Everyone should support the healthcare strikes

Ahmad Hisham Wafai argues that supporting striking healthcare will benefit British society

Ahmad Hisham Wafai
20th February 2023
Image credit: NewcastleWorld.
Thousands of nurses and paramedics have been striking across the country over the past few months, joining workers in many other industries such as rail and education. With junior doctors balloting to strike, one wonders why healthcare professionals are not enjoying the same support for their industrial action that their peers in other industries are.

The NHS exists because of the 1946 National Health Service Act, in which the British government promised to provide residents of England and Wales with free healthcare at the point of access. Nowhere does it compel healthcare professionals to work to provide this healthcare. In fact, it is the responsibility of those in power to ensure that this is made available to the people. Many argue that it is unethical to leave helpless patients in hospitals in pursuit of higher wages, and unfairly criticise those on the frontline who are being forced to take this action. They may think it is unfortunate that they are understaffed, overworked to the point of exhaustion and underpaid to the point of starvation, but argue that it is their duty to report to work.

Nurses are only asking for decent working conditions, which any normal person would agree is a completely reasonable demand

However, as mentioned earlier, this duty does not fall upon anyone except His Majesty’s Government and the Health Secretary. We would not call it unethical for a nurse, for instance, to start working a different job or move to a different country and work outside the NHS despite having the qualifications and expertise to continue caring for patients. Yet many will continue to ostracise the nurses who do want to work for the NHS but do want to provide free healthcare for people across the nation. They are only asking for decent working conditions, which any normal person would agree is a completely reasonable demand.

Our healthcare workers' desire to live in dignity has not been wiped out

Our government is aware of this and has ensured our healthcare workers can take very little action to make their voices heard. The NHS has a complete monopoly over the training of nurses, doctors and paramedics, and so leaving it is not an option unless one wants to leave the country or switch careers. It is interesting that the General Medical Council, a statutory body given its power by our government, threatened junior doctors with being struck off back in 2016 if they went ahead with industrial action. The government has guaranteed that if you want to work to help the people of this country, you will be relegated to working in terrible conditions. But despite these efforts, our healthcare workers' desire to live in dignity has not been wiped out. And with the looming threat of them demanding what should be theirs, the government has turned to claiming the strikes are unethical.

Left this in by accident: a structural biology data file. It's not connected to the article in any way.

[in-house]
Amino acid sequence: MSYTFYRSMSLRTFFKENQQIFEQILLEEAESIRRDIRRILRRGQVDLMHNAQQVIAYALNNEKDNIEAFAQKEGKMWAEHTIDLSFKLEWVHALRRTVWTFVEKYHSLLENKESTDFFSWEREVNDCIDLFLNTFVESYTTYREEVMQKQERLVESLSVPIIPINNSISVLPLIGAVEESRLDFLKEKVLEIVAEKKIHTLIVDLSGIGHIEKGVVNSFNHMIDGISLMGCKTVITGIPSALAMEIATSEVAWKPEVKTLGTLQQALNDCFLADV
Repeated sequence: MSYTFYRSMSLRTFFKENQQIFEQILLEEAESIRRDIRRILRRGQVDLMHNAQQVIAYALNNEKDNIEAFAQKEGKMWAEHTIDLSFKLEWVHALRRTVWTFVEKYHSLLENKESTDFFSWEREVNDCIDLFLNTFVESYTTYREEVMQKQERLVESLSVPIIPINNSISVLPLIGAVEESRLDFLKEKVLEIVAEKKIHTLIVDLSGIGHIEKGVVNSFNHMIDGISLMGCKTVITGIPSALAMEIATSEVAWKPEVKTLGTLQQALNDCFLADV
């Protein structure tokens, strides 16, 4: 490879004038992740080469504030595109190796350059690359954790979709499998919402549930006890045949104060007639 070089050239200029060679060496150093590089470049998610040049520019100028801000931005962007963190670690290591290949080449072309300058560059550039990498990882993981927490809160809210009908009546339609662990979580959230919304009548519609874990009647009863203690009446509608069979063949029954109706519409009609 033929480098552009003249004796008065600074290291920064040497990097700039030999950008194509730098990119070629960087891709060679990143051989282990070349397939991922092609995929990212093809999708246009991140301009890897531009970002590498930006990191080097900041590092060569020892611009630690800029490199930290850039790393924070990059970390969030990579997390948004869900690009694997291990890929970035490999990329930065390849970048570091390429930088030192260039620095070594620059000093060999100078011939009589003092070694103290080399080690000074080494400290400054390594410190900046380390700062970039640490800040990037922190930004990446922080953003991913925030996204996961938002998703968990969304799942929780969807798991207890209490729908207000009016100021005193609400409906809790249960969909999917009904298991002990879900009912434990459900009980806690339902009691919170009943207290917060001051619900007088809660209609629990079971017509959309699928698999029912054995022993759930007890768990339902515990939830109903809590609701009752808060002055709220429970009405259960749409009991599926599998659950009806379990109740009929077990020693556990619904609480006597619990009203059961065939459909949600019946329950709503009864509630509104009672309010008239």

If one ignores the fact that patient mortality did not increase during junior doctors' 2016 strike, one could argue that our altruistic healthcare workers should not stoop down to the level of the dirty, corrupt politicians that they are facing. Politicians may be willing to use vulnerable patients as pawns in this game but that does not mean that healthcare workers should play along, keep a stiff upper lip and accept “the facts of life”. Frankly, I believe that staying silent and allowing the politicians to funnel money through our NHS damages our pride far more than taking a stand against the injustices that plague our public services.

Speaking of money, one might also argue that meeting the unions' demands is simply too costly. Our politicians funnelled £37 billion through NHS Test and Trace by outsourcing contracts to their friends.. This is over three times what is needed to meet the nurses' pay demands. On the other end of the spectrum, DoctorsVote has claimed that, on average, doctors performing C-sections are paid £50 between them. Many would be mortified to learn that teams of medical professionals responsible for performing such dangerous procedures are paid only £50 for this procedure.

Make the NHS a voting priority in future elections.

So, what is the solution? We must examine our relationship with our government. Either the government is representing the democratic will of its people and so we should prepare for a future in which we are increasingly dependent on private healthcare, or we accept that this government does not represent the will of the people. If we are willing to banish politicians for sex scandals or illegal parties, then we should be willing to hold them accountable for mistreating our healthcare workers and putting such an important institution at risk.

Write to your MP. Make the NHS a voting priority in future elections. Clapping for the NHS when it suits us is not enough. Support the strikes now. If we don't, we will only have ourselves to blame when a simple hospital visit can push people into poverty.

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